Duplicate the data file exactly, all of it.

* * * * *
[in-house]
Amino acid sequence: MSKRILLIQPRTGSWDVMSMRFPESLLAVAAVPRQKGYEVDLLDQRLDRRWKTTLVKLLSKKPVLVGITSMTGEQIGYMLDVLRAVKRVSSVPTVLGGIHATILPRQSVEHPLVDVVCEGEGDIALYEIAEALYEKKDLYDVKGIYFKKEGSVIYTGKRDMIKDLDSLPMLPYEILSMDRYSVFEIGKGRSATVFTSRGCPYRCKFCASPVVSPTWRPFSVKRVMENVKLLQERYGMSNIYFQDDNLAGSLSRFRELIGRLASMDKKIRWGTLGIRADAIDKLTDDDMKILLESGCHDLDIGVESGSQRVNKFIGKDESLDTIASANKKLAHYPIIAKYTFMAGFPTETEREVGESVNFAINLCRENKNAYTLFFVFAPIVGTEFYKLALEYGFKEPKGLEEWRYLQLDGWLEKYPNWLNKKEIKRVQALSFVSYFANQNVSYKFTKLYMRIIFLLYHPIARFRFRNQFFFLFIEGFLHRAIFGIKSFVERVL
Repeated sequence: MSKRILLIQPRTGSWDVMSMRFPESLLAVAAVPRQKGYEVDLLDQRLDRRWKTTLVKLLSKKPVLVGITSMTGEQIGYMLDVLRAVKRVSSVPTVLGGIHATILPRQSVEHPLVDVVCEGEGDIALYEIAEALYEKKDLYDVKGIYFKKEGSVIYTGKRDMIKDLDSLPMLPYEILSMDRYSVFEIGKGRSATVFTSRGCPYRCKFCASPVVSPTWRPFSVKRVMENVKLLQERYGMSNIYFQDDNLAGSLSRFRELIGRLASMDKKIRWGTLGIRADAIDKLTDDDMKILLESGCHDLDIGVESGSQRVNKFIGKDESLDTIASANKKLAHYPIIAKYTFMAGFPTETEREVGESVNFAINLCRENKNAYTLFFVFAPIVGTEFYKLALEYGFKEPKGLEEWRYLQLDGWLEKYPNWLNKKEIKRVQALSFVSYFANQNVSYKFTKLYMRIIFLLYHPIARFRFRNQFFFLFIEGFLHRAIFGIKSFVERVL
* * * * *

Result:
[in-house]
Amino acid sequence: MSKRILLIQPRTGSWDVMSMRFPESLLAVAAVPRQKGYEVDLLDQRLDRRWKTTLVKLLSKKPVLVGITSMTGEQIGYMLDVLRAVKRVSSVPTVLGGIHATILPRQSVEHPLVDVVCEGEGDIALYEIAEALYEKKDLYDVKGIYFKKEGSVIYTGKRDMIKDLDSLPMLPYEILSMDRYSVFEIGKGRSATVFTSRGCPYRCKFCASPVVSPTWRPFSVKRVMENVKLLQERYGMSNIYFQDDNLAGSLSRFRELIGRLASMDKKIRWGTLGIRADAIDKLTDDDMKILLESGCHDLDIGVESGSQRVNKFIGKDESLDTIASANKKLAHYPIIAKYTFMAGFPTETEREVGESVNFAINLCRENKNAYTLFFVFAPIVGTEFYKLALEYGFKEPKGLEEWRYLQLDGWLEKYPNWLNKKEIKRVQALSFVSYFANQNVSYKFTKLYMRIIFLLYHPIARFRFRNQFFFLFIEGFLHRAIFGIKSFVERVL
Repeated sequence: MSKRILLIQPRTGSWDVMSMRFPESLLAVAAVPRQKGYEVDLLDQRLDRRWKTTLVKLLSKKPVLVGITSMTGEQIGYMLDVLRAVKRVSSVPTVLGGIHATILPRQSVEHPLVDVVCEGEGDIALYEIAEALYEKKDLYDVKGIYFKKEGSVIYTGKRDMIKDLDSLPMLPYEILSMDRYSVFEIGKGRSATVFTSRGCPYRCKFCASPVVSPTWRPFSVKRVMENVKLLQERYGMSNIYFQDDNLAGSLSRFRELIGRLASMDKKIRWGTLGIRADAIDKLTDDDMKILLESGCHDLDIGVESGSQRVNKFIGKDESLDTIASANKKLAHYPIIAKYTFMAGFPTETEREVGESVNFAINLCRENKNAYTLFFVFAPIVGTEFYKLALEYGFKEPKGLEEWRYLQLDGWLEKYPNWLNKKEIKRVQALSFVSYFANQNVSYKFTKLYMRIIFLLYHPIARFRFRNQFFFLFIEGFLHRAIFGIKSFVERVL